# Period of a metal rod oscillating in a magnetic field

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Homework Statement:
A metal rod of length ##L=20cm## and mass ##m=80g## is hung with two conductive threads of length ##l=20cm## and set in a magnetic field of magnitude ##B=700mT## directed upwards.
When the rod carries a current of ##I=2.8A## it balances itself forming an angle ##\theta## with the vertical direction.
It the rod gets moved a little from its resting position, it will oscillate with a harmonic motion around that position
##\triangleright## Determine the period of those oscillations.
Relevant Equations:
##T=\frac{1}{f}##
Harmonic motion laws
Lorentz's force equation
This problem honestly got me in big confusion.
I managed to find the angle ##\theta## at which the rod rests by equalling the components of weight and Lorentz's force... but from this point on I really don't know how to manage the harmonic oscillation part.

Consider an axis parallel to the rod, which passes through the two points at which the conductive threads are attached to the ceiling (or whatever).

What is the torque on the rod due to i) the two tension forces ii) the weight and iii) the magnetic force about this axis, when the rod is displaced by angle ##\varepsilon## from the equilibrium angle ##\theta_0##? What is the moment of inertia of the rod about this axis? [N.B. if you like, you can write the equation of motion in terms of ##\theta##, and then let ##\theta = \theta_0 + \varepsilon##]

Alternatively, you could think about defining an 'effective gravitational force', and tilting your head a little bit... that's a sneaker way

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TSny
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Consider an axis parallel to the rod, which passes through the two points at which the conductive threads are attached to the ceiling (or whatever).

What is the torque on the rod due to i) the two tension forces ii) the weight and iii) the magnetic force about this axis, when the rod is displaced by angle ##\varepsilon## from the equilibrium angle ##\theta_0##? What is the moment of inertia of the rod about this axis? [N.B. if you like, you can write the equation of motion in terms of ##\theta##, and then let ##\theta = \theta_0 + \varepsilon##]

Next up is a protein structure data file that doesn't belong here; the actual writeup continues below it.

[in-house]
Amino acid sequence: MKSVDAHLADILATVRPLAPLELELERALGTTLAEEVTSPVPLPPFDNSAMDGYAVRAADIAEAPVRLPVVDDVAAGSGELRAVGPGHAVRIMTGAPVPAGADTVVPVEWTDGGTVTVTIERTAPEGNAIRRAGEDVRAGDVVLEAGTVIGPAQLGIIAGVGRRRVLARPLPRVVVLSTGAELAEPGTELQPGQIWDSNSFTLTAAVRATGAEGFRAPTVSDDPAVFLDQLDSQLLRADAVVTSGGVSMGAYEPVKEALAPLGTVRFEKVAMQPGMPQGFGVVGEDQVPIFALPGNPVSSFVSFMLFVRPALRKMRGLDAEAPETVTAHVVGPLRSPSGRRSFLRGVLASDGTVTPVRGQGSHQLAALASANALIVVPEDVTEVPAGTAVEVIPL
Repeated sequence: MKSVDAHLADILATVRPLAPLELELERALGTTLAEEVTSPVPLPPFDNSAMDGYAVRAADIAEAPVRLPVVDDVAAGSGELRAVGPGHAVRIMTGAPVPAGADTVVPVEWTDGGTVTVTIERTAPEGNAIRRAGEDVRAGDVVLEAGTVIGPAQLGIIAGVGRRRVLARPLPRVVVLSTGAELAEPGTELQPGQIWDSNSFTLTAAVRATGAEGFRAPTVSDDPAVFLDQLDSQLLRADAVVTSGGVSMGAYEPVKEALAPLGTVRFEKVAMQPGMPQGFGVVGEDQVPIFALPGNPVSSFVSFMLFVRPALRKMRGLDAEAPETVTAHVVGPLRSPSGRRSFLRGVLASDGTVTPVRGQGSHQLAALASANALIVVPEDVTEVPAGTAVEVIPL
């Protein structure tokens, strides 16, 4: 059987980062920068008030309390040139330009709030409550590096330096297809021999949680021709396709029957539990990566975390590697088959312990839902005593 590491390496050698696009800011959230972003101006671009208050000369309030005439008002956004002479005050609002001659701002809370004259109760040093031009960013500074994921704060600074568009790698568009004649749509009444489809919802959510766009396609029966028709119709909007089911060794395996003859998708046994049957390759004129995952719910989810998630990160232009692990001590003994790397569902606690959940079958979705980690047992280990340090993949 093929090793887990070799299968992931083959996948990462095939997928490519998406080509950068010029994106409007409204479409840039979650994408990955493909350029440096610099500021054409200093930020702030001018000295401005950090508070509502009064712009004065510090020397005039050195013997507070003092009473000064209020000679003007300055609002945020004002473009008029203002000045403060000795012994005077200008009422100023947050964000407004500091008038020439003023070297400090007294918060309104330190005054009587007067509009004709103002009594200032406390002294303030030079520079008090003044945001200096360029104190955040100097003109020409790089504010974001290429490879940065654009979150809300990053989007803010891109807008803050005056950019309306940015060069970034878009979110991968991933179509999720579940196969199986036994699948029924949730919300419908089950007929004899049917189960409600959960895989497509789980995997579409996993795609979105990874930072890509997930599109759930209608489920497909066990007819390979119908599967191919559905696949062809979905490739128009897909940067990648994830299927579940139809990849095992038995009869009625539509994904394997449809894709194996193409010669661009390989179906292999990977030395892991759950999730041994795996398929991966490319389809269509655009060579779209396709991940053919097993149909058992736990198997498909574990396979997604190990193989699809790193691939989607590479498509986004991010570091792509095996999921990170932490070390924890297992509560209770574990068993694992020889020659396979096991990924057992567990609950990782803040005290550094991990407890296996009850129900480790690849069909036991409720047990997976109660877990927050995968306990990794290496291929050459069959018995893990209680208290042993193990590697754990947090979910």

Alternatively, you could think about defining an 'effective gravitational force', and tilting your head a little bit... that's a sneaker way
I'm sorry but it's really a lot of time since I don't work with the moment of inertia... how could I relate that to torque and finally the period?

There's a long way and a short way to solve the problem (let's assume we can neglect any possible variation in current due to the change in flux linked by the configuration).

You can either write the ##\tau = I\ddot{\theta}## equation, namely$$-mgl\sin{\theta} + BILl \cos{\theta} = ml^2 \ddot{\theta}$$And then let ##\theta = \theta_0 + \varepsilon##, where ##\varepsilon## is the (small) angular displacement from the equilibrium position. Then, you can show using the double angle formula that ##\sin{(\theta_0 + \varepsilon)} \approx \sin{\theta_0} + \varepsilon \cos{\theta_0}## as well as ##\cos{(\theta_0 + \varepsilon)} = \cos{\theta_0} - \varepsilon \sin{\theta_0}##, and if you plug this in, and use that ##\ddot{\theta} = \ddot{\varepsilon}##, you'd find you end up with something in the SHM form.

However, there's a better way to solve the problem! Notice that a constant force of magnitude ##\sqrt{(mg)^2 + (BIL)^2}## acts on the bar, in a constant direction. If you tilt your head, then this is entirely equivalent to a simple pendulum swinging under the influence of an 'effective' gravitational acceleration ##\sqrt{g^2 + ((BIL)/m)^2}##! Does that suggest an easier solution?

Gold Member
Consider an axis parallel to the rod, which passes through the two points at which the conductive threads are attached to the ceiling (or whatever).

What is the torque on the rod due to i) the two tension forces ii) the weight and iii) the magnetic force about this axis, when the rod is displaced by angle ##\varepsilon## from the equilibrium angle ##\theta_0##? What is the moment of inertia of the rod about this axis? [N.B. if you like, you can write the equation of motion in terms of ##\theta##, and then let ##\theta = \theta_0 + \varepsilon##]

Alternatively, you could think about defining an 'effective gravitational force', and tilting your head a little bit... that's a sneaker way
I'm sorry for such a long delay in the response :)
Actually, I've opted for the easier way, considering the effective g on the rod and calculating the period such as a pendulum one!

etotheipi and TSny